To determine the validity of the model, the inventors analyzed the difference between the actual temperature and the predicted temperature. The range was for vehicle speed from idle to 75 miles per hour (MPH), air mass flow rate from 4 grams/second to 40 grams/second, engine inlet air temperature ranging from 0° Celsius to 60° Celsius, and coolant temperature ranging from 70° Celsius to 105° Celsius. The inventors found that the model predicted the EGR coil temperature with an error of less than about 10° Celsius. It is believed that if the model were further calibrated it would be possible to obtain a prediction error under ±10° Celsius.

From the foregoing detailed description of preferred exemplary embodiments, it should be appreciated that apparatus and methods are provided for estimating EGR valve coil temperature within an engine of a vehicle. While the invention has been described in the context of preferred embodiments, various modifications will be apparent to those skilled in the art. For example, the EGR valve coil estimation technique may be implemented in hardware, in software, or in some combination of the two. Furthermore the coefficients actually used in the model will vary based on the characteristics of the particular engine. Accordingly, it is intended by the appended claims to cover all modifications of the invention which fall within the true scope of the invention.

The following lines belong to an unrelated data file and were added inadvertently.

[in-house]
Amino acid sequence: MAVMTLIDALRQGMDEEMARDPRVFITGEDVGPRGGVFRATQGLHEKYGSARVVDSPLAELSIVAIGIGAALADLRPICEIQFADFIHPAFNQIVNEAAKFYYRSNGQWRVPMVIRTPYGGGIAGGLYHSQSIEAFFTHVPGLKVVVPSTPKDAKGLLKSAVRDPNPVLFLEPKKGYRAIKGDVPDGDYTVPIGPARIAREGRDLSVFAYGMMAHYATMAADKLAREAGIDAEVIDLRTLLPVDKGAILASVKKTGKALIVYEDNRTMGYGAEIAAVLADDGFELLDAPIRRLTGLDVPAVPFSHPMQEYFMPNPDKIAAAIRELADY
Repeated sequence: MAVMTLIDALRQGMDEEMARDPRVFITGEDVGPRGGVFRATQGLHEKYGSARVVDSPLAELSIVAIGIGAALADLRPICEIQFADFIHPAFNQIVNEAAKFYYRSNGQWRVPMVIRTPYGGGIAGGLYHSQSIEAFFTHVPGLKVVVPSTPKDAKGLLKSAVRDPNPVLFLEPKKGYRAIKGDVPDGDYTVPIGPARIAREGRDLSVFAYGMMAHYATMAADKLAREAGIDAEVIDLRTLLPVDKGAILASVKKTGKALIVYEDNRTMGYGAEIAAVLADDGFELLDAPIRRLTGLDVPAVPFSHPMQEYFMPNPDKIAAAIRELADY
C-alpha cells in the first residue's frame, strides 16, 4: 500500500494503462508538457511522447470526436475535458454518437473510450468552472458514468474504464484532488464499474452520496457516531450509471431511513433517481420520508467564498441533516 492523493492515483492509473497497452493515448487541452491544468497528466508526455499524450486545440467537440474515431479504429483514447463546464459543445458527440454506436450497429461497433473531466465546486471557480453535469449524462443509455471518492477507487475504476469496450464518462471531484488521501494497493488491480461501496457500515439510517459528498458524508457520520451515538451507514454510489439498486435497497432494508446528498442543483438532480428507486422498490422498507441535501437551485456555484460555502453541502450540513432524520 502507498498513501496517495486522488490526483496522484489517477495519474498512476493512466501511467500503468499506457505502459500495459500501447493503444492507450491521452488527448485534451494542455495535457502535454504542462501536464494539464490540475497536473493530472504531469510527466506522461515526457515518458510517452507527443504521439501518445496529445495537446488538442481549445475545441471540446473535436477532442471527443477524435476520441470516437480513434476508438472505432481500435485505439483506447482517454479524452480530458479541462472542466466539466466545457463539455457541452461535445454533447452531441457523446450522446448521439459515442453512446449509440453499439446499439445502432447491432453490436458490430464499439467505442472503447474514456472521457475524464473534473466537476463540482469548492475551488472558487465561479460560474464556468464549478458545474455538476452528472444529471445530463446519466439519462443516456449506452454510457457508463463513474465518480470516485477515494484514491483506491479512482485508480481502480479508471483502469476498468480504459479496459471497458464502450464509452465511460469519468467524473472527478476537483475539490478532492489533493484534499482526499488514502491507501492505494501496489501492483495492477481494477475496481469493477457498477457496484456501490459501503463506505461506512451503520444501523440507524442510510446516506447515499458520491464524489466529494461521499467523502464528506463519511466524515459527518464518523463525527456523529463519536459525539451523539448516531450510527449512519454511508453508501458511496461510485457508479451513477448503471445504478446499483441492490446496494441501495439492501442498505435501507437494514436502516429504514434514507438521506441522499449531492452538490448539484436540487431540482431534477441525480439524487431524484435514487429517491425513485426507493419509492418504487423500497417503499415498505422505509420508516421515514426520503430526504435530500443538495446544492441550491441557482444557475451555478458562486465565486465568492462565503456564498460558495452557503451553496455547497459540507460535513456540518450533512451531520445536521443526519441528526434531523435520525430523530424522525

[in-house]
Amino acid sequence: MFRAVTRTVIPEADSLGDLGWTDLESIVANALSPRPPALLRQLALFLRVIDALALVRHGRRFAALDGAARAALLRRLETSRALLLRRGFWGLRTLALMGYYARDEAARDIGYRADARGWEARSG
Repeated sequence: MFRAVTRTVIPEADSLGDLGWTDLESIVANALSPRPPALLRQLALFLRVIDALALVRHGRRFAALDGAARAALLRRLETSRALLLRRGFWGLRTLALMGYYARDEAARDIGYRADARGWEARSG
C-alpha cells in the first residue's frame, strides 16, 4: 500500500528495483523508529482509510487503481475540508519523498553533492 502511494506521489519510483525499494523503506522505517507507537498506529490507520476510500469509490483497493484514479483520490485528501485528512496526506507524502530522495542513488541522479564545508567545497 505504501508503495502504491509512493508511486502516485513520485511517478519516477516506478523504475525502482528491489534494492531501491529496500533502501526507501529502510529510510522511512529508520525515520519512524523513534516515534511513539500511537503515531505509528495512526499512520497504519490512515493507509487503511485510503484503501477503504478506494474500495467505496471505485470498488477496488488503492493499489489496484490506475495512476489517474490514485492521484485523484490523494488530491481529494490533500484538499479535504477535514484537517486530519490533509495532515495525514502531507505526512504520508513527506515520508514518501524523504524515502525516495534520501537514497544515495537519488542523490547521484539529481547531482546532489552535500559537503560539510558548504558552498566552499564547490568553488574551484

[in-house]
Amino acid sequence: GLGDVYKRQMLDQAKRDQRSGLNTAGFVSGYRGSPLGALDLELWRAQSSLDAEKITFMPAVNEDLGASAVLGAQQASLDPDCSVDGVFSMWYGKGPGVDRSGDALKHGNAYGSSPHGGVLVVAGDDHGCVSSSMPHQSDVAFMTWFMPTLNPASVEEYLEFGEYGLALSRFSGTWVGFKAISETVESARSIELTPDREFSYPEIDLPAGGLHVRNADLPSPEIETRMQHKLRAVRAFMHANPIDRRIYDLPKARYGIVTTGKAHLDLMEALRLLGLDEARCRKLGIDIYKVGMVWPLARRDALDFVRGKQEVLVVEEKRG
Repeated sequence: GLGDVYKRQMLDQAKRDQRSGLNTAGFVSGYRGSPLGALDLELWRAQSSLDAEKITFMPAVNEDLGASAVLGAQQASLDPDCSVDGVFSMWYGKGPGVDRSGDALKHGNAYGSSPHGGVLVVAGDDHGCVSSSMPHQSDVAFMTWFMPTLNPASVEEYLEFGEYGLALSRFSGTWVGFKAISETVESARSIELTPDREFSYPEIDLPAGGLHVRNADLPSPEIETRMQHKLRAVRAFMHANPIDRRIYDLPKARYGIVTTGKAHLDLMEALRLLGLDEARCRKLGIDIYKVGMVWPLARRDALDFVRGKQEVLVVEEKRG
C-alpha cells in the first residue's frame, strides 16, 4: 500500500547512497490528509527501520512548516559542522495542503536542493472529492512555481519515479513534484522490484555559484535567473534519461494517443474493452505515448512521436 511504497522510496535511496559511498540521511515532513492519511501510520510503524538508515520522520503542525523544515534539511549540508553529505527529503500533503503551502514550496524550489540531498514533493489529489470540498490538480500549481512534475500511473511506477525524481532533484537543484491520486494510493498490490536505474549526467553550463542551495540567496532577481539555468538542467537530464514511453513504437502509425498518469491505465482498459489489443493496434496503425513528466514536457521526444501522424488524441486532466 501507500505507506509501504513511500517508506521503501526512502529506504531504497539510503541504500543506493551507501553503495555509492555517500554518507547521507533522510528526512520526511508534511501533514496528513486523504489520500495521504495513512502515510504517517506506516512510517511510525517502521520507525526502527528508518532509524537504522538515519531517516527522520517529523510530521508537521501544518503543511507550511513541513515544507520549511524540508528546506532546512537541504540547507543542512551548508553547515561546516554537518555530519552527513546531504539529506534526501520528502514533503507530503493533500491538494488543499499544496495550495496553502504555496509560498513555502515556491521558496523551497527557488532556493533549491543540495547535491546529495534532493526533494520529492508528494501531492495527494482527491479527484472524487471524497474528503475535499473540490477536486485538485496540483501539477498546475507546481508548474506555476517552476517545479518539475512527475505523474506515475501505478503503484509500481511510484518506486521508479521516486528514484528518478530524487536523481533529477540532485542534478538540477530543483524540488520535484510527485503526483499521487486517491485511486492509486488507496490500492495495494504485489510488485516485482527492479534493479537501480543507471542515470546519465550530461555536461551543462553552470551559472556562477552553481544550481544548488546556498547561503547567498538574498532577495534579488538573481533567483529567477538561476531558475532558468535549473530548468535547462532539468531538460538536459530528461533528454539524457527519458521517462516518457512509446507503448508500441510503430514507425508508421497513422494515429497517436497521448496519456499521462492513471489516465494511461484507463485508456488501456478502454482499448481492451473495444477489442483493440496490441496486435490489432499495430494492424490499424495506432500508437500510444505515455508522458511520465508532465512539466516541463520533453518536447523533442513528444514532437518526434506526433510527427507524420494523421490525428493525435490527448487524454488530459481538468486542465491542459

From the law of conservation of energy, the rate of heat transfer to the gas in the intake manifold is as follows:

*δq={dot over (m)}c* _{p }(T_{ch,z+Δz}−T_{ch,z}) (1)

where: δq is rate heat transfer to the gas, {dot over (m)}=air and EGR gas flow rates, c_{p }is the specific heat at constant pressure, T_{ch,z+Δz }is the temperature of the gas at z+Δz, and T_{ch,z }is the temperature of the gas at z.